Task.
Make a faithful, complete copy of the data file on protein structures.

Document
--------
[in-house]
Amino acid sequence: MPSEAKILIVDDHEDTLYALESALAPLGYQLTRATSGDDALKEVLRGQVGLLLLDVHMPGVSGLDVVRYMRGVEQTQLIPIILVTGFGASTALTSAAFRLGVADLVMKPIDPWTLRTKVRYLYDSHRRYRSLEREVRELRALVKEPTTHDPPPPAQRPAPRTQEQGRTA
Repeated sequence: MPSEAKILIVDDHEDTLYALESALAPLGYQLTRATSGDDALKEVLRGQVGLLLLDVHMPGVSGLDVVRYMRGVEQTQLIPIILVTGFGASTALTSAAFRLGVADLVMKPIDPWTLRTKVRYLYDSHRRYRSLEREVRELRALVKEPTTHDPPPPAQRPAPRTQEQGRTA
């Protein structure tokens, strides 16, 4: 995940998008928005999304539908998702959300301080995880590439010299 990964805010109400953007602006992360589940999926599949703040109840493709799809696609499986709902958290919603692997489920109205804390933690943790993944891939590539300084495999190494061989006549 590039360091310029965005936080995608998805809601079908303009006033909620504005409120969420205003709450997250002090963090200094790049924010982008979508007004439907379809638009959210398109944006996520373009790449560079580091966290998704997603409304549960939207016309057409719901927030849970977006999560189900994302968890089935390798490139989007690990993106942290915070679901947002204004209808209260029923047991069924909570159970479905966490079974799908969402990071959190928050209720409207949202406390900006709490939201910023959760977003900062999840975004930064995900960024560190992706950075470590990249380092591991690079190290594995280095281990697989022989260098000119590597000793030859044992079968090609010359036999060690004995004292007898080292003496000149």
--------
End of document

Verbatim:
[in-house]
Amino acid sequence: MPSEAKILIVDDHEDTLYALESALAPLGYQLTRATSGDDALKEVLRGQVGLLLLDVHMPGVSGLDVVRYMRGVEQTQLIPIILVTGFGASTALTSAAFRLGVADLVMKPIDPWTLRTKVRYLYDSHRRYRSLEREVRELRALVKEPTTHDPPPPAQRPAPRTQEQGRTA
Repeated sequence: MPSEAKILIVDDHEDTLYALESALAPLGYQLTRATSGDDALKEVLRGQVGLLLLDVHMPGVSGLDVVRYMRGVEQTQLIPIILVTGFGASTALTSAAFRLGVADLVMKPIDPWTLRTKVRYLYDSHRRYRSLEREVRELRALVKEPTTHDPPPPAQRPAPRTQEQGRTA
């Protein structure tokens, strides 16, 4: 995940998008928005999304539908998702959300301080995880590439010299 990964805010109400953007602006992360589940999926599949703040109840493709799809696609499986709902958290919603692997489920109205804390933690943790993944891939590539300084495999190494061989006549 590039360091310029965005936080995608998805809601079908303009006033909620504005409120969420205003709450997250002090963090200094790049924010982008979508007004439907379809638009959210398109944006996520373009790449560079580091966290998704997603409304549960939207016309057409719901927030849970977006999560189900994302968890089935390798490139989007690990993106942290915070679901947002204004209808209260029923047991069924909570159970479905966490079974799908969402990071959190928050209720409207949202406390900006709490939201910023959760977003900062999840975004930064995900960024560190992706950075470590990249380092591991690079190290594995280095281990697989022989260098000119590597000793030859044992079968090609010359036999060690004995004292007898080292003496000149």